Eric Kelly On August 13, 2015 at 11:53 am

Astebreed LogoWhile Playism-Games have been hard at work to bring Japan indie games to English speaking audiences, they have stuck tightly to PC. But now with the release of Astebreed on the PS4 and the impending release of a swath of Touhou games, I hope that we can see even more from the publisher, as Astebreed is quite the shmup. The game’s basic plot is about how humanity had gotten into a war with an alien race which was going badly until one pilot stumbled upon an experimental enemy mech that he managed to steal before his wounds that he suffered saw him perish. But he also brought the converted consciousness of one of his daughters, now integrated into an AI called Lucius. With her help, she will bring knowledge and tech to end the war. Unfortunately, they had to leave behind her twin sister, so they also need to rescue her as well.

Gameplay is like most shmups, although there’s a large degree of complexity in your combat options. There is the standard shot that shoots most enemies right in front of you, but there’s also a more powerful short range sword attack that can also erase yellow bullets. A homing attack can also be used for dealing with large numbers of enemies and to hit the ones in the background that can’t be easily reached. The game is quite similar to Alltynext Second in this regard to combat options. Each of these attacks has an EX super move to them as well, including the dash attack. It differs in how it handles challenge though. The game is far more forgiving than that title though. You have a shield which buffers you from quick death, but it can also regenerate slowly. In addition there are unlimited continues which will let most players get to the end if they keep trying. Of course like any good shmup, the real challenge is in racking up a score. The game incentivizes this by having you take fewer hits to increase the shield bonus gauge and getting combo kills.

The game’s story is basic, but interesting, with some backstory stuff unlocking after completing the game. The in-game dialog is hard to follow though, as the voice acting is in Japanese and the text is a bit small and hard to read. This is mainly due to the game using a white font color that sometimes blends in the background; it’s positioning, and the fact that you’ll likely be too busy paying attention to the activity on screen to stay alive. Going back to watch a play-through on the internet or your own recording is advised, should you care to see the banter. Music is very catchy though, and it should entertain you throughout the game’s six levels. Visuals also look nice and crisp, all while running in 60 frames and at a possible 1080p resolution. There is also a new control method that makes use of the right analog stick and shoulder buttons. It works quite well, but it would have been nice to remap some of the button functions. The Arrange Mode uses this control scheme, and it even sports a new ending, so there’s an incentive to playing both modes. It’s a real fun game that’s easy to play but much harder to master. Shmup fans will want to get in on the action.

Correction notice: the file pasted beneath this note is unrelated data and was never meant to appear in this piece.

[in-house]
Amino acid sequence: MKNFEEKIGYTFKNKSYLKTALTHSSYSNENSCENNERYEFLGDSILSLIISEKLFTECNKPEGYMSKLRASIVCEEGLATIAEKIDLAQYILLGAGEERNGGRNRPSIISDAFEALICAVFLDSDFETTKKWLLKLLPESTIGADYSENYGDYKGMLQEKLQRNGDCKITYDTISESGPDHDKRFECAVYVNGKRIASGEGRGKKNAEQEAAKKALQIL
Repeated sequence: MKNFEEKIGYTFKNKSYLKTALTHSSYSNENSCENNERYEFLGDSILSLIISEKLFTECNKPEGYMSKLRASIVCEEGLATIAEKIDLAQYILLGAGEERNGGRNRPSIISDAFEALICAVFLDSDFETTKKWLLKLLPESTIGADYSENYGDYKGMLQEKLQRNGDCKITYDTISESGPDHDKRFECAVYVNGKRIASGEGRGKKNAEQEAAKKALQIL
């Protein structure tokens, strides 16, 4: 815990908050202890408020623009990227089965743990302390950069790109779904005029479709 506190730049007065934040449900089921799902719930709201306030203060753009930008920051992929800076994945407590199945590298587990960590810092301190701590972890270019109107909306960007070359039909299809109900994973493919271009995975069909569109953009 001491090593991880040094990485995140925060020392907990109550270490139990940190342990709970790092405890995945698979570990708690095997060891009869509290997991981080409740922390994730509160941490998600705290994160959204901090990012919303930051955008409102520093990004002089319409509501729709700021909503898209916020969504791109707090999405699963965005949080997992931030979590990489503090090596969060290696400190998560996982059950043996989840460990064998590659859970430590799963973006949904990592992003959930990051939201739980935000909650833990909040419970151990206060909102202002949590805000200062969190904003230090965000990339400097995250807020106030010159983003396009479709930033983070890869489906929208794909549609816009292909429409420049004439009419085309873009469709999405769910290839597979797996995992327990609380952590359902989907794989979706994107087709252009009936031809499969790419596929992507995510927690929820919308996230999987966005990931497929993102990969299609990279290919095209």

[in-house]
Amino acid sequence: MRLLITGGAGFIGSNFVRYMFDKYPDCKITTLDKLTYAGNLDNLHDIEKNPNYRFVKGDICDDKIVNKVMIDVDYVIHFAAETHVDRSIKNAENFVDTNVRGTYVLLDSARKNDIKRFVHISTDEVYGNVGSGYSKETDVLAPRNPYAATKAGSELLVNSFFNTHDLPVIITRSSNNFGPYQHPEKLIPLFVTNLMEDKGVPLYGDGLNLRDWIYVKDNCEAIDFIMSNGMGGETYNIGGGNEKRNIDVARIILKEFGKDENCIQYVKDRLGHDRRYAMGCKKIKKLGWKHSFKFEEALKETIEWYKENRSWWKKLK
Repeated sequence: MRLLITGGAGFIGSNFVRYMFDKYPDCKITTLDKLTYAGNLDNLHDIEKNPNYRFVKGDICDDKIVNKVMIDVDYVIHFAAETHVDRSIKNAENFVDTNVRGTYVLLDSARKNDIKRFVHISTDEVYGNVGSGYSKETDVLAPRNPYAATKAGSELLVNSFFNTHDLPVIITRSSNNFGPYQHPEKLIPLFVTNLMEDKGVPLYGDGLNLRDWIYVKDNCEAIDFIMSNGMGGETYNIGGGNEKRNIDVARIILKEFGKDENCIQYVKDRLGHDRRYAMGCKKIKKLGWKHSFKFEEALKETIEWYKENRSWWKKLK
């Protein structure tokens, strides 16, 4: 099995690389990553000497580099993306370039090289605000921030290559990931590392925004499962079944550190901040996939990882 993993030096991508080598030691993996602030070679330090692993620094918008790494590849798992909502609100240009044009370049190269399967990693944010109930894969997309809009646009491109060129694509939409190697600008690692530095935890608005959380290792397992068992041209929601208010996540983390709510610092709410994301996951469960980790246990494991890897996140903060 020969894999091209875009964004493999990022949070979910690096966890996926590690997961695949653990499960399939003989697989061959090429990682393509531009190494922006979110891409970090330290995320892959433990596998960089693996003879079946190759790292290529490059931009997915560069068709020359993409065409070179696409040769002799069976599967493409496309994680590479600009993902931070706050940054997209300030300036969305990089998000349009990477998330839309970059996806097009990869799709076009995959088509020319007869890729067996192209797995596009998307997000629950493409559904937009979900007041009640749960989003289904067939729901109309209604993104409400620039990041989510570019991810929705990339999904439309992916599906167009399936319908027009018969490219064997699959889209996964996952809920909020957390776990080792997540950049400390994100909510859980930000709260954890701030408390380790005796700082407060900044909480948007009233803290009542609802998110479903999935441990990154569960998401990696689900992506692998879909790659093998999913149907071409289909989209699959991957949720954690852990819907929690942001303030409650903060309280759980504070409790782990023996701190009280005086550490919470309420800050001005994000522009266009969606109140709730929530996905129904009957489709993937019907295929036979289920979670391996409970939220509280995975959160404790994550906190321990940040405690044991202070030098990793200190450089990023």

The game is pretty forgiving with its combat options as well as the regenerating shield being a buffer between life and death.


The game looks really good on the PS4, and runs at a smooth 60 frames.


The soundtrack is really catchy and the game is voiced, although in Japanese.


A terrific shmup that is as forgiving as it is technical.

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